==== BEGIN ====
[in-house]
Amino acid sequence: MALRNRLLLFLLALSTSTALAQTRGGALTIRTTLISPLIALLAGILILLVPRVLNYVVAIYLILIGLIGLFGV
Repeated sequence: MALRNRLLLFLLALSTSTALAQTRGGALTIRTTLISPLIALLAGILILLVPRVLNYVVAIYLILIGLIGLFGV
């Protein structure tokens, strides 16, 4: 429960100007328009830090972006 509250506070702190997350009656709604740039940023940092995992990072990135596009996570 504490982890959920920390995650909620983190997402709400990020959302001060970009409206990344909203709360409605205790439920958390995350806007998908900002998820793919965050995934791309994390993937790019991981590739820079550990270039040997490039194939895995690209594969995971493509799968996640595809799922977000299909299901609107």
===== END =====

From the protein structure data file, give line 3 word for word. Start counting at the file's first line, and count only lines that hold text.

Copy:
Repeated sequence: MALRNRLLLFLLALSTSTALAQTRGGALTIRTTLISPLIALLAGILILLVPRVLNYVVAIYLILIGLIGLFGV